New Mexico Governor Susana Martinez has added her state to the list of states working to restore the right to earn a living to their citizens. Earlier this month Martinez signed an executive order requiring an internal review by state agencies of their licenses and licensing requirements.

The goal of this review is “determining opportunities for potential consolidation of functions, increased efficiency, cost-savings, and the elimination of unnecessary regulatory burdens and processes.”

Martinez’s rationale and reforms will sound familiar to readers of the John Locke Foundation’s work advocating occupational licensing reform in North Carolina. They include:

  • “onerous licensing requirements, excessive fees, and redundant testing requirements are counterproductive”
  • “research shows licensing requirements and fees limit economic mobility, entrepreneurship and innovation, disproportionately affecting low- and middle- income Americans”
  • “occupational criminal licensure reform has yielded positive benefits both for industry and the previously convicted individual in decreasing unemployment and reducing recidivism”
  • “expedited licensure and licensure reciprocity across state lines is particularly vital for New Mexico’s military service members, their spouses, and their dependents’ ability to obtain jobs and sustain careers”

We have discussed each of those issues for North Carolina — frequently. Read the links for recent discussions on burdensome licensing requirements, how those costs tend to be more harmful for lower-income workers and harm entrepreneurship in poor neighborhoods where it is doubly important, how it thwarts people with conviction records trying to put their lives back in order, and how it harms military spouses and makes it harder for people to move to North Carolina and set up shop.

Under Martinez’ executive order, each license review would include lists of licensing fees, education requirements, testing requirements, the national averages of those things across other states with a similar license, number of states with a similar license, whether the license includes a disqualification for a conviction record and how that is handled, how long it takes to get a license approved, what kind of alternatives to the license there could be, and how expedited licensing for military spouses may be done.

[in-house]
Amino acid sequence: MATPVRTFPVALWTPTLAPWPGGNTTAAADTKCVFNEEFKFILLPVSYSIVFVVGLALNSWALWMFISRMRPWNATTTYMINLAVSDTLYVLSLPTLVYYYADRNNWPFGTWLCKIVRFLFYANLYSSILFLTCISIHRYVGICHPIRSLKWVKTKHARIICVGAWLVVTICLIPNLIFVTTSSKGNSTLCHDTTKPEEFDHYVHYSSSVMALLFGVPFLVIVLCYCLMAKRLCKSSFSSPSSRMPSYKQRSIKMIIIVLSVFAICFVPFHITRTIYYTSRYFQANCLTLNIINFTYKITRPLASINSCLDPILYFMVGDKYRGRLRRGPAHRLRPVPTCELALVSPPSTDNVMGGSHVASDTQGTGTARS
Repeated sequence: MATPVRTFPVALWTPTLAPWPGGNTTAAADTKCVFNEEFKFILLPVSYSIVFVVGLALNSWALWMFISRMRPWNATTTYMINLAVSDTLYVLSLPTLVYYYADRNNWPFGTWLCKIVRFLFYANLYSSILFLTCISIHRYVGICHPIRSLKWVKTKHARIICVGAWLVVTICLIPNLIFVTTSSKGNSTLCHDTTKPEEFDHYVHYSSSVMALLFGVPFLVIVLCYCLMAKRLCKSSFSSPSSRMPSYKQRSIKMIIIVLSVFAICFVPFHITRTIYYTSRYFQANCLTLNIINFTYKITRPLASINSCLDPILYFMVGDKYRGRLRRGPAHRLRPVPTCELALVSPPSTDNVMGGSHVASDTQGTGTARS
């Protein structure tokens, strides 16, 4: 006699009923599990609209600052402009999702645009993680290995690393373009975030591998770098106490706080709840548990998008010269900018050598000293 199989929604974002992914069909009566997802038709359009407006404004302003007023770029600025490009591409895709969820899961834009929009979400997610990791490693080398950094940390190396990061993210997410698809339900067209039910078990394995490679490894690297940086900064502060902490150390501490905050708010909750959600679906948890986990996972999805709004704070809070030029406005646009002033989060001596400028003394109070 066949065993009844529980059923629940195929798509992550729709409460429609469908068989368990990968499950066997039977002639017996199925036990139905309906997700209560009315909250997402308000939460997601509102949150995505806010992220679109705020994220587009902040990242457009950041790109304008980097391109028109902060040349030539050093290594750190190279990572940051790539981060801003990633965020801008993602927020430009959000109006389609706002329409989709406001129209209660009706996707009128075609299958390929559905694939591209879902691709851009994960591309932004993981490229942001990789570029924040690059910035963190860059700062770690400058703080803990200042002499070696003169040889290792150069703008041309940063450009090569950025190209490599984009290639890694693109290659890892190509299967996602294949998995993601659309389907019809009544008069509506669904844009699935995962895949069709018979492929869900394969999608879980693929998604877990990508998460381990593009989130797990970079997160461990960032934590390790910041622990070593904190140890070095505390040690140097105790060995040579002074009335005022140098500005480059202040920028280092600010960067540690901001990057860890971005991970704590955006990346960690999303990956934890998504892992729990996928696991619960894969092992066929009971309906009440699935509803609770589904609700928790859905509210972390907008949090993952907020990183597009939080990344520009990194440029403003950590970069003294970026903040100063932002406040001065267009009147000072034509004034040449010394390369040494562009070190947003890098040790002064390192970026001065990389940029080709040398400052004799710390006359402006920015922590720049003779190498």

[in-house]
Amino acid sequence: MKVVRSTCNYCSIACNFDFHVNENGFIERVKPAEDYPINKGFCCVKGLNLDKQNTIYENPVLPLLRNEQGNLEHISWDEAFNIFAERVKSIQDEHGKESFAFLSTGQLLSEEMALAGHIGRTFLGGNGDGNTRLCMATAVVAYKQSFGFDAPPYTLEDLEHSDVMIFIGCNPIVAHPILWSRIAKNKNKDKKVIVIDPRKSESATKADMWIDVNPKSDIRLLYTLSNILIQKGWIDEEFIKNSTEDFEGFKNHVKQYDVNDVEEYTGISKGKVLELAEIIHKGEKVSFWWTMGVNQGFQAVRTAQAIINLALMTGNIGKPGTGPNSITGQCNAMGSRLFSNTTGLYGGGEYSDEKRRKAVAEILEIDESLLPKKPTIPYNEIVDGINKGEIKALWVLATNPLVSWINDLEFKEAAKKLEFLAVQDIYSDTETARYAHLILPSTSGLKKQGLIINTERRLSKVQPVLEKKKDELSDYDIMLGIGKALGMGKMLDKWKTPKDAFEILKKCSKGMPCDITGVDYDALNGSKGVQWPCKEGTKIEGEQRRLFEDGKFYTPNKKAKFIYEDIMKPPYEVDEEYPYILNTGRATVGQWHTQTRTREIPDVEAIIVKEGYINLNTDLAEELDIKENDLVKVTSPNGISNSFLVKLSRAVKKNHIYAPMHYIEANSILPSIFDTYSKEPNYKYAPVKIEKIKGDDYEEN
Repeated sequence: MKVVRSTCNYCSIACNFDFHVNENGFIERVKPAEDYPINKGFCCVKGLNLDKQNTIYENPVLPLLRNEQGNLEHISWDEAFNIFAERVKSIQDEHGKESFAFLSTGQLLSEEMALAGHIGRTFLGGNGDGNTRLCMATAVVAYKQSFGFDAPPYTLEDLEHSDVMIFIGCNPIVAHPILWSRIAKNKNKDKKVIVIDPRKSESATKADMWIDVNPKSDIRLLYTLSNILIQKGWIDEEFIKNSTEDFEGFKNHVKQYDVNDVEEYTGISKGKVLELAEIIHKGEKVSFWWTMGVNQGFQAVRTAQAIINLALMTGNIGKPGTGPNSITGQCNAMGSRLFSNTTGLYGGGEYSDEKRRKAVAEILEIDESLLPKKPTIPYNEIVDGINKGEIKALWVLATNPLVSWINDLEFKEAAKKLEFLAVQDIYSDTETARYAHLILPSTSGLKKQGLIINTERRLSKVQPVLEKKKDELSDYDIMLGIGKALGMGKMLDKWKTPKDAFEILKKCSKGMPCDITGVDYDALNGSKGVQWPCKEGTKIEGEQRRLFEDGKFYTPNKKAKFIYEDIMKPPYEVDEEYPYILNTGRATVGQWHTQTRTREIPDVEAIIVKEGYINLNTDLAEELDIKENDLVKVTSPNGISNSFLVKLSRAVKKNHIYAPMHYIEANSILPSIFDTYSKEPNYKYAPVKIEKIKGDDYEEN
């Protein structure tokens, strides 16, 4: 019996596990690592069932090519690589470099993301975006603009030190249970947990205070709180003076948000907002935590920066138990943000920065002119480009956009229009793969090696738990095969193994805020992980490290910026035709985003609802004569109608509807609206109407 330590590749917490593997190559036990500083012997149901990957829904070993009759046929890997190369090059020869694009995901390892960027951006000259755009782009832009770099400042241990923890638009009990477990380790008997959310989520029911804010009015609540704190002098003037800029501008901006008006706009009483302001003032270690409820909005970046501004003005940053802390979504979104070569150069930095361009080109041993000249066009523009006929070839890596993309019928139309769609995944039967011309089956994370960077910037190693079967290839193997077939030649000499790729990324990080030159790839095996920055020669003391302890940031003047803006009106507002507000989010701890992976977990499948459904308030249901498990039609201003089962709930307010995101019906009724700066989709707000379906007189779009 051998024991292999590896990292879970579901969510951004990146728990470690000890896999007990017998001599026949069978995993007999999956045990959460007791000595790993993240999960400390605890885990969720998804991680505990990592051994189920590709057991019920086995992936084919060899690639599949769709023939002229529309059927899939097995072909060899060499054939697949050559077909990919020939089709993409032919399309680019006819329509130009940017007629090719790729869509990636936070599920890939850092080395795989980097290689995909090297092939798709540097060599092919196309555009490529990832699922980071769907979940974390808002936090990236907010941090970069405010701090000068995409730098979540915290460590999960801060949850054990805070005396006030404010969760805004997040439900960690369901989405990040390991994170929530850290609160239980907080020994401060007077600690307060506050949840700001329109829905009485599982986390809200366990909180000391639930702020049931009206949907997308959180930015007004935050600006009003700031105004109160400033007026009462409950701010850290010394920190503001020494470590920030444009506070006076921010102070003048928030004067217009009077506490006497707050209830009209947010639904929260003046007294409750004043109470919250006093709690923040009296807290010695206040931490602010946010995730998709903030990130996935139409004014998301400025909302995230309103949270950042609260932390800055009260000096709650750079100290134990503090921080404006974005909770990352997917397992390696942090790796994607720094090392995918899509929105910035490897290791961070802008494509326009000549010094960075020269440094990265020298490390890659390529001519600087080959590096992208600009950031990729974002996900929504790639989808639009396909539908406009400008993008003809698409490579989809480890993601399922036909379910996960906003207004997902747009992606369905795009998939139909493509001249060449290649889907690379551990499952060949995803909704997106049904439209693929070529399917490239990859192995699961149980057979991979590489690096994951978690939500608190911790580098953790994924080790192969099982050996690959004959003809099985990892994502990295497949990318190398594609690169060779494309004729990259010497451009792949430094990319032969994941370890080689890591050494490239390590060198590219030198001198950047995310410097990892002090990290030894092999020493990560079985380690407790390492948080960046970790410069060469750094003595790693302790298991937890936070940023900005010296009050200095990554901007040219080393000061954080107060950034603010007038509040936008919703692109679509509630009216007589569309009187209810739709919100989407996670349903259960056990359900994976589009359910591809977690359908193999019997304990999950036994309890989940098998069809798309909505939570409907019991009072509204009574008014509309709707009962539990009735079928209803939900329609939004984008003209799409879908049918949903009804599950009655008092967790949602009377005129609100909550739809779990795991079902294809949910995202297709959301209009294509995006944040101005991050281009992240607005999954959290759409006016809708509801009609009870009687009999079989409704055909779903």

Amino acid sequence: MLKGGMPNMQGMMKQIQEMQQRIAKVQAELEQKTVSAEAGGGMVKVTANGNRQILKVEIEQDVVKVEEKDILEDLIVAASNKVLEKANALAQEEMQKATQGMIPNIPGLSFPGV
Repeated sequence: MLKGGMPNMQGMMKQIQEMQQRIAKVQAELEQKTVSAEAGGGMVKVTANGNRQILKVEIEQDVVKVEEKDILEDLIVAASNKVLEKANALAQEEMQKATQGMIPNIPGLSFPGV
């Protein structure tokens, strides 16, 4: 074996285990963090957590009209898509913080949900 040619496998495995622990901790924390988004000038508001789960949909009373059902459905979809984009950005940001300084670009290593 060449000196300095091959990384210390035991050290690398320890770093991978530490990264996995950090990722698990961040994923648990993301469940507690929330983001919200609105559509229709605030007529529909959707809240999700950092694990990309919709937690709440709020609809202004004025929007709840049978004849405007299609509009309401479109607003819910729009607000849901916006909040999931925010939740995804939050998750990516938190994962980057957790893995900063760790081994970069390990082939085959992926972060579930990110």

Here are some intriguing features of the license review:

  • The licensing board would have to provide written justification any time it finds a licensing requirement that exceeds the national average.
  • The licensing board would also have to justify why its license is necessary specifically for New Mexico if the same profession is licensed in only 24 or fewer states.
  • The licensing board would have to attest that a future license is “essential to protecting the health, safety, or welfare of New Mexico’s residents,” that an “enumerated cost-benefit analysis has been conducted,” that less restrictive alternatives were found to be less desirable than licensing, that the regulation is objective and evidence-based, and that it would not unduly burden the people or competition.
  • A board or commission must eliminate at least one preexisting regulation for any new one it adopts.

Intriguing and, again, familiar to JLF readers. Concerning licensing requirements more burdensome than the national average, our Policy Position on occupational licensing recommends “Work[ing] with licensing boards to make acquiring licenses less costly and burdensome.”

Going further, with respect to licenses that most states don’t bother to have, our Carolina Cronyism report “Guild By Association” urges adopting a principle of “least-cost state”:

For job categories that continue to be licensed in North Carolina, the boards should examine what other states require of licensees in those jobs and, where another state’s standards are less burdensome on prospective workers (in hours of training, for example, or in licensing fees or in ongoing license renewal), adopt the less burdensome standard. By extension, this approach would entail getting North Carolina out of licensing anything that leaders in other states have left up to the free market.

We have promoted reserving licensing only for the most extreme cases when it is demonstrably necessary to “fulfill legitimate public health, safety, or welfare objectives,” when less intrusive regulations don’t work, and when they are narrowly tailored only to meet those objectives.

We have also promoted regulatory budgeting (or regulatory reciprocity) in which agencies must eliminate a number of old rules in exchange for a new one.

The Revolution Will Not Be Tar Heel–ized?

The de-licensing revolution is spreading. New Mexico is the latest to join. Oklahoma is also beginning a comprehensive review of its licensing structure. New Hampshire, Louisiana, Michigan, and Ohio are all considering bills to curtail occupational licensing and restore people’s right to earn a living.

When will North Carolina join in?